The Evolution of Soccer Games – FIFA’s Early Dominant Years (1994 – 1997)

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Electronic Arts is one of the world’s most prolific gaming companies. They have been around for decades, and have been making a ton of noise as publishers in the gaming space for generations. Their most well-known division is EA Sports, a powerful asset to the overall EA corporation. Trip Hawkins founded EA Sports after the success of EA as a home video game developer. EA Sports was created in 1991, with its headquarters being in Redwood City, California.  

Prior to FIFA, EA as a company was quite adamant on dipping their toes into all kinds of games. They were interested in keeping the variety of their games quite high, just as they are doing so currently. EA’s catalogue included some fantastic sports games such as Madden NFL 94, Team USA Basketball, PGA Tour Golf and of course Skate or Die. These are just some of the massively popular sports titles EA had worked on before FIFA, but their catalogue was much wider than that.  

EA’s Most Notable Games in the Early Years 

In the early years, EA wasn’t known for publishing only sports games, in fact they were known for publishing diverse gaming experiences. The most notable of these games was of course The Bard’s Tale, a fantasy role-playing for the Apple II. This game genuinely surprised fans by how much depth it exuded, it came out in 1985 and was a commercial and critical hit. Fans around the world were wishing for more Bard’s Tale, which EA then delivered with a sequel in 1986. Skyfox II was another game that became a smash hit for the Commodore 64 back when it came out in 1987. It became so popular in fact, that they had to port it to mainstay home consoles Agami, Atari ST and MS-DOS in the following two years.  

FIFA International Soccer 

This game was truly the turning point for EA as a company. Not only did they have a revolutionary intellectual property in their hands, but also a team of passionate programmers and artists. The concept was first brought up by EA Vancouver, who wanted to dive back into sports video games after the success of John Madden NFL. While FIFA International Soccer was mainly worked on by EA Vancouver, it also had smaller teams such as Tectoy, Tiertex Design Studios and a little-known development crew called Creative Assembly. Tectoy and Tiertex have gone off into obscurity, but Creative Assembly now heralds the incredibly popular Total War franchise of video games.  

Then came FIFA International Soccer, a game so overwhelmingly amazing, that it just took over the sports game landscape. This was the first game in the now massive FIFA series, and was originally released in 1993 for the Sega Mega Drive and the Sega Genesis consoles. It became such a smash hit that it was ported to almost every popular console at the time. The Commodore Amiga, MS-DOS, Game Boy, Game Gear, Sega CD, Master System and Super Nintendo Entertainment System all featured the game, and it outperformed other sports games on each one of these home consoles.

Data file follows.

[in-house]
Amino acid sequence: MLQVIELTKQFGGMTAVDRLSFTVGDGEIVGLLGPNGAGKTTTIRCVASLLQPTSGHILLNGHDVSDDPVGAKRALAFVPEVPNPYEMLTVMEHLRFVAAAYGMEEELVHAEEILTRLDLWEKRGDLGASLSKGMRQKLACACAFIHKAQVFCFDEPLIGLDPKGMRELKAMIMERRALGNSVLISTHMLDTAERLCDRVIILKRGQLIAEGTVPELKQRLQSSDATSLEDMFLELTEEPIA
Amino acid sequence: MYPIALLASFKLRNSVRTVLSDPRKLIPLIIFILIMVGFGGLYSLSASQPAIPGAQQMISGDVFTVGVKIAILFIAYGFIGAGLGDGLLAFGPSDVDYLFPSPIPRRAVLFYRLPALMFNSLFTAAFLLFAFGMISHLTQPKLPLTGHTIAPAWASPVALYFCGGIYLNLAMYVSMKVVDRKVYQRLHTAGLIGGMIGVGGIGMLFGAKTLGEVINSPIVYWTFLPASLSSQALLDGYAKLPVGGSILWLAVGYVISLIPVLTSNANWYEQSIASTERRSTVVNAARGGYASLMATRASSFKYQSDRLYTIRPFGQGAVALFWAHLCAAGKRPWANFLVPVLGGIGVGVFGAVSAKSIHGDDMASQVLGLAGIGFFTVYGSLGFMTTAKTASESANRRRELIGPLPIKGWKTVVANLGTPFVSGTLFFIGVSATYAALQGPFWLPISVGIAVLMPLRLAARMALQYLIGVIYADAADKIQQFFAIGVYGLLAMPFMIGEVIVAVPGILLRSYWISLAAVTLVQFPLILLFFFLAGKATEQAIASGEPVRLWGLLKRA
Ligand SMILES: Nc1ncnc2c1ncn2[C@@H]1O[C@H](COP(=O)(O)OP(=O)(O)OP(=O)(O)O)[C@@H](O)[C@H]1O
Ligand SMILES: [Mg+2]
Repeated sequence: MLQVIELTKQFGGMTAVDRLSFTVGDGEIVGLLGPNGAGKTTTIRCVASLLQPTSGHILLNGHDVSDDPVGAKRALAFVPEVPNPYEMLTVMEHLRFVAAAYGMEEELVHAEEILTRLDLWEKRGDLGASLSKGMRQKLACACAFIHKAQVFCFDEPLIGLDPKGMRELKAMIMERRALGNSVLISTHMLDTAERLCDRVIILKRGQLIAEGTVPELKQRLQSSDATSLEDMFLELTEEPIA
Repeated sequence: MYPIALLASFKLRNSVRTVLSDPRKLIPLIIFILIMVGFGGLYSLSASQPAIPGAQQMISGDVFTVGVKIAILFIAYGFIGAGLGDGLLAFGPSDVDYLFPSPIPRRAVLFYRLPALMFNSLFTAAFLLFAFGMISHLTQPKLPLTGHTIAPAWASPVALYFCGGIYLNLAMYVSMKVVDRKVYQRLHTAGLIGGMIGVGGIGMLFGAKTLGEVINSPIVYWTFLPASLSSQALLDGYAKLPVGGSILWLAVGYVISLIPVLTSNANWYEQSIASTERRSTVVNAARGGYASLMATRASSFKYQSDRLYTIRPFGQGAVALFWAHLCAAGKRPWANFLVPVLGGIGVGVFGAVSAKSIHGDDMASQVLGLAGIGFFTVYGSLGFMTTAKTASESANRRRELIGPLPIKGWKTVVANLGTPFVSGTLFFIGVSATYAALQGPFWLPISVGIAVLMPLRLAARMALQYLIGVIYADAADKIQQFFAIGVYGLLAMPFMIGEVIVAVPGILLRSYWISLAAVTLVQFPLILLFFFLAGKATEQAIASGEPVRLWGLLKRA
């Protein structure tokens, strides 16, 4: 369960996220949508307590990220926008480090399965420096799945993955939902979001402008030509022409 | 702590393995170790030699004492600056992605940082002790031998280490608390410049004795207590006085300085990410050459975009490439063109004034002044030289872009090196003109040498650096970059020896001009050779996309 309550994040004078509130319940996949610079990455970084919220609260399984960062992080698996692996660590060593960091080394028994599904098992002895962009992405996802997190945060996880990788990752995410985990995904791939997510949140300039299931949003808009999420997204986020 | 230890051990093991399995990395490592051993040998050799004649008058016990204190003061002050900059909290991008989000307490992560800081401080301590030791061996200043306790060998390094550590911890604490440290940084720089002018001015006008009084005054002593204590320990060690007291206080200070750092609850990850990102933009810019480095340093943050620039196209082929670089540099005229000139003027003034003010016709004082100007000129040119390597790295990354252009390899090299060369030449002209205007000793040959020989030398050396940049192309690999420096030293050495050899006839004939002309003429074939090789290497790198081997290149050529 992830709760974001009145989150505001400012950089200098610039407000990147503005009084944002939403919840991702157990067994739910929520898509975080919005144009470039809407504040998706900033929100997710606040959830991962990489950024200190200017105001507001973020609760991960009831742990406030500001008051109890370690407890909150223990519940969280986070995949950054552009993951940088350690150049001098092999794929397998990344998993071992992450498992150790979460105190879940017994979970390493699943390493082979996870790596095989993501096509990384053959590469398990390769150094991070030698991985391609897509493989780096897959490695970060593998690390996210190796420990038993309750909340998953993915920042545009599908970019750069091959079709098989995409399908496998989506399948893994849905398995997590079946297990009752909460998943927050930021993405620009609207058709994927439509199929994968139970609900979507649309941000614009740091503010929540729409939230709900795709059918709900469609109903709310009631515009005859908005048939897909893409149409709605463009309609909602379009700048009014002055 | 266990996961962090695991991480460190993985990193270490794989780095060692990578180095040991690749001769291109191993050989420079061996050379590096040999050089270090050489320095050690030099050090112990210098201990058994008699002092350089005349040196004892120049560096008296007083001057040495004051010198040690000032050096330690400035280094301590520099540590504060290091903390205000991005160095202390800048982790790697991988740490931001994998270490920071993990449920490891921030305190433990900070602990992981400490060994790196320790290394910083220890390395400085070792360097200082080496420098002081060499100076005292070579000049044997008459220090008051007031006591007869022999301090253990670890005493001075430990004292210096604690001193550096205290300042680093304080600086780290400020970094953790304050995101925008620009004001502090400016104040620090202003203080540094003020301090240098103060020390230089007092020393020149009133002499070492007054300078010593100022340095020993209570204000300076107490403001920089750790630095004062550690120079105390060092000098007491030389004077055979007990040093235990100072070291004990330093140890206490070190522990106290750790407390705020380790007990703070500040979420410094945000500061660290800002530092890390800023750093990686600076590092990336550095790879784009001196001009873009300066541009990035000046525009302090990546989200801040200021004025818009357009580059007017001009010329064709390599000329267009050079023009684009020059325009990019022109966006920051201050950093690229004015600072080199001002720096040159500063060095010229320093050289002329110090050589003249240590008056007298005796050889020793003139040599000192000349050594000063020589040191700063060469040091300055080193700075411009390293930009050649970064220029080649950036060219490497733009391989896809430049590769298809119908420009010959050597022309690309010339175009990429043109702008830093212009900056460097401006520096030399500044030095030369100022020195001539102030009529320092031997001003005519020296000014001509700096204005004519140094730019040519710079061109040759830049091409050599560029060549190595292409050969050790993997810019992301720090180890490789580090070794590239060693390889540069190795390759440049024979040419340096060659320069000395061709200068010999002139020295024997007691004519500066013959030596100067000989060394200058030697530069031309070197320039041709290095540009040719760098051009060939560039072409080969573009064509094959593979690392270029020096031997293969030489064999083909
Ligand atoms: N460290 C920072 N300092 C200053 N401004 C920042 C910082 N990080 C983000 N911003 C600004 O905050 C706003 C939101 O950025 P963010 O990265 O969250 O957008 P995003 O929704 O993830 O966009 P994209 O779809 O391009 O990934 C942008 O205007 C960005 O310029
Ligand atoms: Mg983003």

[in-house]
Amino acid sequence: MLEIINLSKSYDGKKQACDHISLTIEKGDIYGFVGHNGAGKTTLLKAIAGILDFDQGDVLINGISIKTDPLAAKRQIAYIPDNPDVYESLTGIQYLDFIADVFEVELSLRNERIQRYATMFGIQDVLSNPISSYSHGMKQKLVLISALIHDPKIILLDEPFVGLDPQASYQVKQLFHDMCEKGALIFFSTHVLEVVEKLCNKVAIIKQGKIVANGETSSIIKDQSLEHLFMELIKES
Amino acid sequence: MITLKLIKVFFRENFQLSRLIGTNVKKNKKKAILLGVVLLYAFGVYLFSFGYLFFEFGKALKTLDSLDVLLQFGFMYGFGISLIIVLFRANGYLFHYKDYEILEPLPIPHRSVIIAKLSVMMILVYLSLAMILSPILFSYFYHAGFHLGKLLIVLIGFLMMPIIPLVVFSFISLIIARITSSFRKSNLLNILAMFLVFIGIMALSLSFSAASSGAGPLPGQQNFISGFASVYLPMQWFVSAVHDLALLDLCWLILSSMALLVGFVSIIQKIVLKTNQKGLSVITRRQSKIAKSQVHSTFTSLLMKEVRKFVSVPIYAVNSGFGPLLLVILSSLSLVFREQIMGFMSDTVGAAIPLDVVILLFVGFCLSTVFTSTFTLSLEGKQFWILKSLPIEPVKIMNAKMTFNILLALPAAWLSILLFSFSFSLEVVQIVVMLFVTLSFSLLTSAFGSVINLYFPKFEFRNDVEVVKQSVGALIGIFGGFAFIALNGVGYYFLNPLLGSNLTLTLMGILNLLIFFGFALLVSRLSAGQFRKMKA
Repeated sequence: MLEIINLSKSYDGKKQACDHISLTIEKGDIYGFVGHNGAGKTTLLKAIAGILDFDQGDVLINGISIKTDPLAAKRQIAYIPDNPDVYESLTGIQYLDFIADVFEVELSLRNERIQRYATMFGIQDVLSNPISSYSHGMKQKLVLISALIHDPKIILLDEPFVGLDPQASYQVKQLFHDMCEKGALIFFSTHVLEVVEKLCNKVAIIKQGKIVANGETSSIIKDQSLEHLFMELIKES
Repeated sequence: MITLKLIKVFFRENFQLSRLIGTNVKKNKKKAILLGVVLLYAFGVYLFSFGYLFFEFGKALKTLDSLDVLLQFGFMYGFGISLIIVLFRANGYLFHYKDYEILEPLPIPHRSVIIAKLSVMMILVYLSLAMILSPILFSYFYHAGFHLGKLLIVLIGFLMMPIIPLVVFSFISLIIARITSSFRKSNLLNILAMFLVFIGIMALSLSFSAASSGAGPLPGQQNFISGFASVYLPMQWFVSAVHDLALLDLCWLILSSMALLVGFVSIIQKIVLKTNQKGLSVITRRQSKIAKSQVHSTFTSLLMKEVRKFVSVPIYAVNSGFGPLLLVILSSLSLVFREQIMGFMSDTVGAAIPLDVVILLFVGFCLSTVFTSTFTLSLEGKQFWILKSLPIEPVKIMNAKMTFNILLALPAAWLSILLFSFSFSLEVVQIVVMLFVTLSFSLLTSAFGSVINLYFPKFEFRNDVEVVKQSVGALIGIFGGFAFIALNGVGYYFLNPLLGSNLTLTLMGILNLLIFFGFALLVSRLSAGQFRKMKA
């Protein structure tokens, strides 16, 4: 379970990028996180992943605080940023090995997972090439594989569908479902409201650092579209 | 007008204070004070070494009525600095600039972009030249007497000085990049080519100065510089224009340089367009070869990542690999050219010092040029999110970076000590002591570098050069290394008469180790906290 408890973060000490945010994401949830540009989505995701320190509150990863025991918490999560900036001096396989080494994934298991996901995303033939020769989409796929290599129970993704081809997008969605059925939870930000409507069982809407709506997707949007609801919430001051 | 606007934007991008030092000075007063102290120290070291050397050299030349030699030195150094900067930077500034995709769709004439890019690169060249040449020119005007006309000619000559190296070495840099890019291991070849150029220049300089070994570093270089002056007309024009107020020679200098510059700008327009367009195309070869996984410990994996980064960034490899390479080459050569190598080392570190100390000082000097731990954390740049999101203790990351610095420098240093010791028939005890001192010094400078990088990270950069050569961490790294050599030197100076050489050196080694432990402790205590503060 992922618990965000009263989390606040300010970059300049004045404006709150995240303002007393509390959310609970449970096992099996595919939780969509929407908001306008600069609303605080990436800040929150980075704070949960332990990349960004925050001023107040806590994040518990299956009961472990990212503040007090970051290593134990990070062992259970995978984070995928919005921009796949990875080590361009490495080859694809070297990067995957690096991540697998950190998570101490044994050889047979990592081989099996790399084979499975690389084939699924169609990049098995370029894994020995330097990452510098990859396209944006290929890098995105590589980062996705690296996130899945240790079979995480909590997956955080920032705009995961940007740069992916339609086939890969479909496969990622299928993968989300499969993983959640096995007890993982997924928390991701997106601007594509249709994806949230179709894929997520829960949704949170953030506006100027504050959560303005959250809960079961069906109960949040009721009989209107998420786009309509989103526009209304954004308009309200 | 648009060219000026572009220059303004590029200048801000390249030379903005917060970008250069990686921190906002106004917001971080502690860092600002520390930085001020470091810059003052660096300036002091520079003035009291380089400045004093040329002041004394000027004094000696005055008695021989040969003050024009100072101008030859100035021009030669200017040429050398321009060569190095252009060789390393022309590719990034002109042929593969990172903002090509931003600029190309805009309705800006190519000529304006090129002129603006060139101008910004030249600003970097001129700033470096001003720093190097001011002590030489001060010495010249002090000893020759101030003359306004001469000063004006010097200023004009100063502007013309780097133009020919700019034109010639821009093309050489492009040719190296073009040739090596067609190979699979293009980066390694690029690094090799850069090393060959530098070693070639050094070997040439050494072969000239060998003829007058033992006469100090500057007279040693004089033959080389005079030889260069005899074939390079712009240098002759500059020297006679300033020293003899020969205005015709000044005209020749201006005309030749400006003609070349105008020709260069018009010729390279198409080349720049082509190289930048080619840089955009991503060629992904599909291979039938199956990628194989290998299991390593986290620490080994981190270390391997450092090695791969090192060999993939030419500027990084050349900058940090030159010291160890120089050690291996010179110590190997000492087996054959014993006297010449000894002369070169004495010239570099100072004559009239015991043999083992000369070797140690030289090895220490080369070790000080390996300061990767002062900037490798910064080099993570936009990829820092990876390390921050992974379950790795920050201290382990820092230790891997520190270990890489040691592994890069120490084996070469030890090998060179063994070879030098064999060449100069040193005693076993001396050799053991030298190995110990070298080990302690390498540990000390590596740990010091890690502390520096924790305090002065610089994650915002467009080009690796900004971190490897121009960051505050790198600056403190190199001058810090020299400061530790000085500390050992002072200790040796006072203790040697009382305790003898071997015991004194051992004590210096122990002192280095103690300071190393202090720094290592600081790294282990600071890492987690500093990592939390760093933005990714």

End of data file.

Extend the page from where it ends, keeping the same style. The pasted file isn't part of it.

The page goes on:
The popularity of FIFA was simply because of the attention to detail that developers EA Vancouver had put into the initial framework of this game. It had a camera perspective that showed you almost the entire playing field, it had distinctive visual color-coding for each team, it had a tight control scheme which allowed for a lot of free-flow movement, not to mention, the amount of inputs you had was incredible. You could run, sprint, pass, shoot, slide, and even get penalties for poor sportsmanship. The game was essentially perfect.  

Not to mention, the genius marketing behind the game was spectacular. First off, the game featured 78 National teams in it, which already gave players incentive as representation. The advertising also talked vehemently about the in-game commentary which was done by Tony Gubba. Gubba was quite a prolific figure in the soccer scene at the time. Of course, multi-player being a feature made sure that players were even more interested due to the competitive nature of the game. FIFA International Soccer’s marketing was also done through critical reception. Reviews came out before the actual release and word of mouth became the driving force behind FIFA’s success.  

FIFA’s Evolution

FIFA became more and more immersive, and gave players even more options in their team preference. FIFA 95 introduced the concept of Club teams to the series. Then came FIFA 96, which brought in real player names and positions due to licensing deals. FIFA 97 pushed the series into a 3D (three dimensional) graphical design and added an indoor soccer mode, whereas FIFA 98 brought in a team and player customization option which is still one of the most beloved features of the franchise.  

This particular time period was genuinely a game changer for the FIFA franchise. It went from being a 2D game with decently polished gameplay mechanics, to a full fleshed out eco-system where gamers could create their own teams, manage their own players and take part in a plethora of different game modes including indoor soccer. 

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